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  5. "Tiomáineann seisear bantiarn…

"Tiomáineann seisear bantiarnaí na carranna nua."

Translation:Six ladies drive the new cars.

December 17, 2014

13 Comments


https://www.duolingo.com/profile/DanielNieciecki

The ladies are driving themselves? I guess they have to since Branson is no longer a chauffeur.


https://www.duolingo.com/profile/RodrigoFer456931

In the word "bantiarnaí" don't we have a counter-example of a consonant [cluster] "nt" between a broad "a" and a slender "i" vowels? Is this accounted for somehow?


https://www.duolingo.com/profile/Eclectic1234

It's an exception. "Banríon" is another.


https://www.duolingo.com/profile/Sliotar.

bantiarna is a compound word - tiarna is the Irish for "lord", and ban indicates that it's a woman-lord - i.e. a lady. The nt isn't a cluster, and the broad/slender rule doesn't apply across the join in a compound word.

The exception is that compound words get their gender from the second part, but bantiarna is a feminine noun, even though tiarna is masculine.


https://www.duolingo.com/profile/becky3086

I swear she says tiomainim


https://www.duolingo.com/profile/FionaOnDuoL

I also thought she said 'Tiománaim' at first - I thought she's going to need a bigger car.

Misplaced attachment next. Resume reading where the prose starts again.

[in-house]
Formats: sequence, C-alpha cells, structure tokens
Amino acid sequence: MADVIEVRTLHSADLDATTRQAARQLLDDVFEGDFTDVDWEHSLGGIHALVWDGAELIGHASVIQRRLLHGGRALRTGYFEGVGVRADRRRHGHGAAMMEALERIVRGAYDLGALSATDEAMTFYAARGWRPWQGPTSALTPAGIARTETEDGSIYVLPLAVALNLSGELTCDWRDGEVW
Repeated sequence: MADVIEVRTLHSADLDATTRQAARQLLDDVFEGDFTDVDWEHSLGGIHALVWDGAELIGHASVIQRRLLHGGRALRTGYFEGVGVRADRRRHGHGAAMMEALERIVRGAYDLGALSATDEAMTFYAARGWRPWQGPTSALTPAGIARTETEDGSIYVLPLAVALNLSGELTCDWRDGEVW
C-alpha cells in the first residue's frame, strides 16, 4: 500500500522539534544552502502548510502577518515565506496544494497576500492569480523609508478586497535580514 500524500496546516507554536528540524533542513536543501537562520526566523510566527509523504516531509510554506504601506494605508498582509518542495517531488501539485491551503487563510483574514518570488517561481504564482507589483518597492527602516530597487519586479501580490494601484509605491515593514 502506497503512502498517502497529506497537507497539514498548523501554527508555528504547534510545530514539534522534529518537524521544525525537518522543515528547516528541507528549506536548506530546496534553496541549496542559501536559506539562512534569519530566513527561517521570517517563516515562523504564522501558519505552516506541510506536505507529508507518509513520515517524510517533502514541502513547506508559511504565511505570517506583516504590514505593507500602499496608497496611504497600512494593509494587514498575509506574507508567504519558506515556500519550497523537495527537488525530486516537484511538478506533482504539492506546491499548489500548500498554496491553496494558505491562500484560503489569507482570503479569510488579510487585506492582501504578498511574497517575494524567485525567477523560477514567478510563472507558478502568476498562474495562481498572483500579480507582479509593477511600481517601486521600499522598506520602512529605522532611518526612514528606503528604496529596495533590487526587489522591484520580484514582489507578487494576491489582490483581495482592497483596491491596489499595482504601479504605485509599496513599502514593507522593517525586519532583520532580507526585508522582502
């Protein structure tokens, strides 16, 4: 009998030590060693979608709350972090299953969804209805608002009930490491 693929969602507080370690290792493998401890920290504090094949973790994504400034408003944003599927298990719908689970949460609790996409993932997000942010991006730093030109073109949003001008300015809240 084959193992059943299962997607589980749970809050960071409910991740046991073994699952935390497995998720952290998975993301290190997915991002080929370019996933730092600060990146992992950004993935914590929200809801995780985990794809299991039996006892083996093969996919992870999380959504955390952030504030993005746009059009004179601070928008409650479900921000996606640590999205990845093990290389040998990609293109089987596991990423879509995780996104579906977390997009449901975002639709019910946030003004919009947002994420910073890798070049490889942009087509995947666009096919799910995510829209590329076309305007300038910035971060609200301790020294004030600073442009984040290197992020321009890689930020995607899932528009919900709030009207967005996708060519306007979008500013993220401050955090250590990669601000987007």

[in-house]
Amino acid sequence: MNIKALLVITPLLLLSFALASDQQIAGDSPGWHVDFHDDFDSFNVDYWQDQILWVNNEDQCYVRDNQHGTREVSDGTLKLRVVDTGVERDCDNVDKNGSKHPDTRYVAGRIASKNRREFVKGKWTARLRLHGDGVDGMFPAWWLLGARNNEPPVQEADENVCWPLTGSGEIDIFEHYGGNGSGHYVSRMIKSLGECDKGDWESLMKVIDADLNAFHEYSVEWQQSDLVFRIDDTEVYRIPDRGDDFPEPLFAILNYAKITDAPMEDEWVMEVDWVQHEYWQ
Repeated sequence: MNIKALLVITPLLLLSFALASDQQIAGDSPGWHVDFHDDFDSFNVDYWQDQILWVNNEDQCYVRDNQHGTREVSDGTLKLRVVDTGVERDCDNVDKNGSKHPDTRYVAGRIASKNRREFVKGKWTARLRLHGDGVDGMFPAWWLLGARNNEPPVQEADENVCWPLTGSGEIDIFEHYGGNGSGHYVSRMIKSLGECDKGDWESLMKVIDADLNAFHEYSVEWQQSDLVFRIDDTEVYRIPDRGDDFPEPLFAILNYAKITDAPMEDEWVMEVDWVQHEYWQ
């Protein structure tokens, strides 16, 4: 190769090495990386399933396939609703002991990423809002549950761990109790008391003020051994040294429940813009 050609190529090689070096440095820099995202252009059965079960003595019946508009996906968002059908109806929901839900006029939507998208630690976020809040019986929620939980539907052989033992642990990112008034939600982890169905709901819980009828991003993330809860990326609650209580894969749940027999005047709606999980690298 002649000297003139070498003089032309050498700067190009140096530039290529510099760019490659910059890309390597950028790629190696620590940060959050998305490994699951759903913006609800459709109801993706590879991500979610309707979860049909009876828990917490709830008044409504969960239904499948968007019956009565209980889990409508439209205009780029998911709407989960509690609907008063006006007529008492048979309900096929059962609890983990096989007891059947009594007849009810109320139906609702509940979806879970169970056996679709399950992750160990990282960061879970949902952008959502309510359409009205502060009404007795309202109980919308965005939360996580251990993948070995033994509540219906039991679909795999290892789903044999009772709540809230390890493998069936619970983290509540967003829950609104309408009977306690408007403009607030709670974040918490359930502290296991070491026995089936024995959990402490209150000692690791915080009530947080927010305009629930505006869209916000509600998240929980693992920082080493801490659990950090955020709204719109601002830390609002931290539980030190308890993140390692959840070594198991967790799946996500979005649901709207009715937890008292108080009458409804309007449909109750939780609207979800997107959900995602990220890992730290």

https://www.duolingo.com/profile/EricaDakin

Is there actually any logic to Irish spelling? I try, but there's always some random i or e or a that I've forgotten!


https://www.duolingo.com/profile/Count_Nosliw

A basic spelling rule is 'leathan le leathan, caol le caol' ('broad with broad, slender with slender'). What this means is that consonants - or consonant clusters - (generally) need to be surrounded on both sides by vowels of the same sort (i.e. leathan [a, o, u] or caol [i, e]). Some basic examples of this rule would be: 'Gaeilge', 'Teanga', 'Éire', 'uisce' and 'leathan'. The same holds true for verbs, thus: 'déanaim', 'ithim', 'cheannaigh', etc.

Language being what it is, there are obviously exceptions to this rule, but it certainly holds true for most works and is therefore a good guideline to bear in mind.


https://www.duolingo.com/profile/clairelanc3

Why do we use "séisear" here with bantiarnaí but naoi ( and not nainur) with madra ? Is the collective used only for people?


https://www.duolingo.com/profile/Sliotar.

"people numbers" (or "Human conjunctive numbers" according t Duolingo), like seisear are usually only used for counting people - madraí don't make the grade!


https://www.duolingo.com/profile/Neal356674

Hey!!! Dogs are people too!!!


https://www.duolingo.com/profile/becky3086

Let see, never had to write "tiomanineann" before, don't know "seisear" yet, never had to write "bantiarnai" before, never had to write 'carranna" before...so no, I didn't get this one, lol. I think I need to take a break..I have gotten onto one of those sets where they want you to write everything in Irish and my skip button is getting worn out.


https://www.duolingo.com/profile/Neal356674

Just checking but "bantiarnaí" in this sentence is genitive plural, correct?

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